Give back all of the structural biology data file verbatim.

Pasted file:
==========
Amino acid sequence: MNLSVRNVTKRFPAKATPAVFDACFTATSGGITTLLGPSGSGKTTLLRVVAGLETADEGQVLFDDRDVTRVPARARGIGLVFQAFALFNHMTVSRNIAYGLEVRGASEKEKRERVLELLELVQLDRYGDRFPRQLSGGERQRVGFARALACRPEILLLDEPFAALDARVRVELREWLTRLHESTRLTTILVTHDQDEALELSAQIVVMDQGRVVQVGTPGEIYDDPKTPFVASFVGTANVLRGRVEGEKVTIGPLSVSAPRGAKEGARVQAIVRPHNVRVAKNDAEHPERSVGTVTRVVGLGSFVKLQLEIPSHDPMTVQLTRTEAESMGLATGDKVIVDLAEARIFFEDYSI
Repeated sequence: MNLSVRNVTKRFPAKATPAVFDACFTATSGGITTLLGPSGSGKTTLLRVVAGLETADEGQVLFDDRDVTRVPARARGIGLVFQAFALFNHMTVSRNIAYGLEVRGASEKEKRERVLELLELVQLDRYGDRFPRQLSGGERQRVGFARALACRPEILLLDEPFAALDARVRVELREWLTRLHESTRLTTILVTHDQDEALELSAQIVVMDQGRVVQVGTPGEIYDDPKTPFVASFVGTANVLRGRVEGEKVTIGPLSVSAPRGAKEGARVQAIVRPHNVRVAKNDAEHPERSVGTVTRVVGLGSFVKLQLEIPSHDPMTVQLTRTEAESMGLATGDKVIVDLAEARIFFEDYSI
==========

Amino acid sequence: MNLSVRNVTKRFPAKATPAVFDACFTATSGGITTLLGPSGSGKTTLLRVVAGLETADEGQVLFDDRDVTRVPARARGIGLVFQAFALFNHMTVSRNIAYGLEVRGASEKEKRERVLELLELVQLDRYGDRFPRQLSGGERQRVGFARALACRPEILLLDEPFAALDARVRVELREWLTRLHESTRLTTILVTHDQDEALELSAQIVVMDQGRVVQVGTPGEIYDDPKTPFVASFVGTANVLRGRVEGEKVTIGPLSVSAPRGAKEGARVQAIVRPHNVRVAKNDAEHPERSVGTVTRVVGLGSFVKLQLEIPSHDPMTVQLTRTEAESMGLATGDKVIVDLAEARIFFEDYSI
Repeated sequence: MNLSVRNVTKRFPAKATPAVFDACFTATSGGITTLLGPSGSGKTTLLRVVAGLETADEGQVLFDDRDVTRVPARARGIGLVFQAFALFNHMTVSRNIAYGLEVRGASEKEKRERVLELLELVQLDRYGDRFPRQLSGGERQRVGFARALACRPEILLLDEPFAALDARVRVELREWLTRLHESTRLTTILVTHDQDEALELSAQIVVMDQGRVVQVGTPGEIYDDPKTPFVASFVGTANVLRGRVEGEKVTIGPLSVSAPRGAKEGARVQAIVRPHNVRVAKNDAEHPERSVGTVTRVVGLGSFVKLQLEIPSHDPMTVQLTRTEAESMGLATGDKVIVDLAEARIFFEDYSI